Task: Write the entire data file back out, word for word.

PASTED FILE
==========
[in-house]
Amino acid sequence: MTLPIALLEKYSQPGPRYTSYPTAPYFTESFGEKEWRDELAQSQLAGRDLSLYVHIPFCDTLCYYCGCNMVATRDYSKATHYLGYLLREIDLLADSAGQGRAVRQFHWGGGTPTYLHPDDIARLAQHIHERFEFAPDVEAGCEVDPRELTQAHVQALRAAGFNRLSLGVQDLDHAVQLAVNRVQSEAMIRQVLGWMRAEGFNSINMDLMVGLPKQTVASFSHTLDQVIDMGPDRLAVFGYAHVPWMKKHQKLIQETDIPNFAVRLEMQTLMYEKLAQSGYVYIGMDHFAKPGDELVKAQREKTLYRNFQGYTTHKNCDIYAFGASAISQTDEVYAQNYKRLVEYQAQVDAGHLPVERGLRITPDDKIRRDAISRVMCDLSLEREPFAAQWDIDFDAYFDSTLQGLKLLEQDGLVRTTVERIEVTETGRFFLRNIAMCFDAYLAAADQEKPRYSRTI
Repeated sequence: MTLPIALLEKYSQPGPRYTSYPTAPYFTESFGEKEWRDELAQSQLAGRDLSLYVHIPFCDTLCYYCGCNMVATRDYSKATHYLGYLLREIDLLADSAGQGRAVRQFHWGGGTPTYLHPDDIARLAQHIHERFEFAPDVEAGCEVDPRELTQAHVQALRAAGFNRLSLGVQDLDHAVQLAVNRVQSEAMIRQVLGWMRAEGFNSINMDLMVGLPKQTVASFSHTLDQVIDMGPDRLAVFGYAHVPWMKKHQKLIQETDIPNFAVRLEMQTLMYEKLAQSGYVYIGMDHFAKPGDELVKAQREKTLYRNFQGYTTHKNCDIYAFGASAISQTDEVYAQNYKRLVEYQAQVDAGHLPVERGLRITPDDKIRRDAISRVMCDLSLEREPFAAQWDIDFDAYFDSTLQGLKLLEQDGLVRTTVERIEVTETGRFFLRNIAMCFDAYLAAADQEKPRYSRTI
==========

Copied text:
[in-house]
Amino acid sequence: MTLPIALLEKYSQPGPRYTSYPTAPYFTESFGEKEWRDELAQSQLAGRDLSLYVHIPFCDTLCYYCGCNMVATRDYSKATHYLGYLLREIDLLADSAGQGRAVRQFHWGGGTPTYLHPDDIARLAQHIHERFEFAPDVEAGCEVDPRELTQAHVQALRAAGFNRLSLGVQDLDHAVQLAVNRVQSEAMIRQVLGWMRAEGFNSINMDLMVGLPKQTVASFSHTLDQVIDMGPDRLAVFGYAHVPWMKKHQKLIQETDIPNFAVRLEMQTLMYEKLAQSGYVYIGMDHFAKPGDELVKAQREKTLYRNFQGYTTHKNCDIYAFGASAISQTDEVYAQNYKRLVEYQAQVDAGHLPVERGLRITPDDKIRRDAISRVMCDLSLEREPFAAQWDIDFDAYFDSTLQGLKLLEQDGLVRTTVERIEVTETGRFFLRNIAMCFDAYLAAADQEKPRYSRTI
Repeated sequence: MTLPIALLEKYSQPGPRYTSYPTAPYFTESFGEKEWRDELAQSQLAGRDLSLYVHIPFCDTLCYYCGCNMVATRDYSKATHYLGYLLREIDLLADSAGQGRAVRQFHWGGGTPTYLHPDDIARLAQHIHERFEFAPDVEAGCEVDPRELTQAHVQALRAAGFNRLSLGVQDLDHAVQLAVNRVQSEAMIRQVLGWMRAEGFNSINMDLMVGLPKQTVASFSHTLDQVIDMGPDRLAVFGYAHVPWMKKHQKLIQETDIPNFAVRLEMQTLMYEKLAQSGYVYIGMDHFAKPGDELVKAQREKTLYRNFQGYTTHKNCDIYAFGASAISQTDEVYAQNYKRLVEYQAQVDAGHLPVERGLRITPDDKIRRDAISRVMCDLSLEREPFAAQWDIDFDAYFDSTLQGLKLLEQDGLVRTTVERIEVTETGRFFLRNIAMCFDAYLAAADQEKPRYSRTI